Figure 2


Now, we’ll share with readers the reasons why OptiFlight was deployed at Air France and how that was done. To ensure better weather awareness for flights, Air France together with SITA FOR AIRCRAFT has developed eWAS. The development started in 2017 and has since been upgraded (figure 3).

Figure 3


The opportunity that came about in 2019 was to integrate OptiDirect advice with eWAS and the same for the other OptiFlight modules. What happens with OptiFlight takes fuel efficiency to the next level (figure 4).

Figure 4

Most airlines are familiar with Excel sheet fuel dashboards that offer descriptive analytics: but, importantly, compared to those solutions that only analyze best practices, OptiFlight takes fuel efficiency two steps further on by using predictive analytics with machine learning performance models that allow users to predict fuel consumption in different scenarios and to prescribe recommendations directly to pilots to enable them to select the best scenario for each flight. That is achieved by bringing data science into the cockpit; leveraging historical flight data towards developing flight specific pilot recommendations. Historical data is used to build machine learning performance models for each tail number and then that is combined with the OFP (Operational Flight Plan) data and the 4D weather forecast of the day. Next, a ‘what-if’ engine is run considering tens of thousands of different scenarios to identify the best scenario and send that, by the simplest way, to the pilot. It can be integrated into OptiBriefing or also be directly available into the eWAS Pilot App.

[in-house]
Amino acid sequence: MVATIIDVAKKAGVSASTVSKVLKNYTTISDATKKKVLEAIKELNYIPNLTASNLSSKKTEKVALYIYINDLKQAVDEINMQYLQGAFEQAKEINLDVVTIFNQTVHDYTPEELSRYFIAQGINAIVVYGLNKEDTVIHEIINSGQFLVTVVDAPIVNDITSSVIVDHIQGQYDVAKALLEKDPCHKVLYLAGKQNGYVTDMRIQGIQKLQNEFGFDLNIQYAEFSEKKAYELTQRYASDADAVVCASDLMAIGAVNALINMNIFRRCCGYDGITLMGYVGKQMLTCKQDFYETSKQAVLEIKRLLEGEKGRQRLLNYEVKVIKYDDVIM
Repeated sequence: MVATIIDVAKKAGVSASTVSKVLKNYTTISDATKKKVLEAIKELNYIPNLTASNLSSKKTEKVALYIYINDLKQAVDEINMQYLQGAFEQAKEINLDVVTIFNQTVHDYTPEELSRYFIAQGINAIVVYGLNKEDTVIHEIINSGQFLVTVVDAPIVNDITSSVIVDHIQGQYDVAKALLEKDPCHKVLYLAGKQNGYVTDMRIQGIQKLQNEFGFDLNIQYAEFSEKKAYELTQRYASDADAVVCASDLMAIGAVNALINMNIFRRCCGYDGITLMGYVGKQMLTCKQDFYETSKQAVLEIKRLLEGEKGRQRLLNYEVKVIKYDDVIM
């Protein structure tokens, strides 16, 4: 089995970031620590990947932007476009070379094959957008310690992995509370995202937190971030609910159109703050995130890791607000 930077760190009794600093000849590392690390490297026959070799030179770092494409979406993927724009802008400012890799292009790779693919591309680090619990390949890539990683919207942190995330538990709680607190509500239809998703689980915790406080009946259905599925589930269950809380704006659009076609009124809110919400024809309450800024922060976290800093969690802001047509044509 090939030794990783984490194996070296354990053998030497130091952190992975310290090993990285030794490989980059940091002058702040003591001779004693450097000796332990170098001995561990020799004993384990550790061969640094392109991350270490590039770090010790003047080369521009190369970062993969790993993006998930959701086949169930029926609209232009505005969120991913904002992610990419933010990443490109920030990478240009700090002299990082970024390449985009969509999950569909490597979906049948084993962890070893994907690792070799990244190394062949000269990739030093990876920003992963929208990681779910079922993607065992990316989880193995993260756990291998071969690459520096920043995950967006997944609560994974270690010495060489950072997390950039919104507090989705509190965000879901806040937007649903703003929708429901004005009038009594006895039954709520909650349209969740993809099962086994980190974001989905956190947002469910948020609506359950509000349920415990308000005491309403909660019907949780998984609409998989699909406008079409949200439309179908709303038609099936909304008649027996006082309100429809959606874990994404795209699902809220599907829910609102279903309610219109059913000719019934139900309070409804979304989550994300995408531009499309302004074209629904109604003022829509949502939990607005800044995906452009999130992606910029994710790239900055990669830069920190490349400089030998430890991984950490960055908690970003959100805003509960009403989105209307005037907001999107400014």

Figure 5

What happens, more specifically, with OptiDirect (figure 6) is that the historical flight data of the user company is matched with the global waypoints database. That way, by using machine learning, the system is able to identify which waypoints the actual trajectory went through.

Figure 6

That is done because the actual trajectories, shown as white on the chart, are quite different from the OFP data that is shown in red. For that reason, OptiDirect uses machine learning to identify each waypoint of the actual trajectory and then connecting the dots, waypoint by waypoint, to re-create those trajectories and then build the historical flight track database of the company.

The next step is to deliver shortcut opportunities based on those historical tracks flown (figure 7).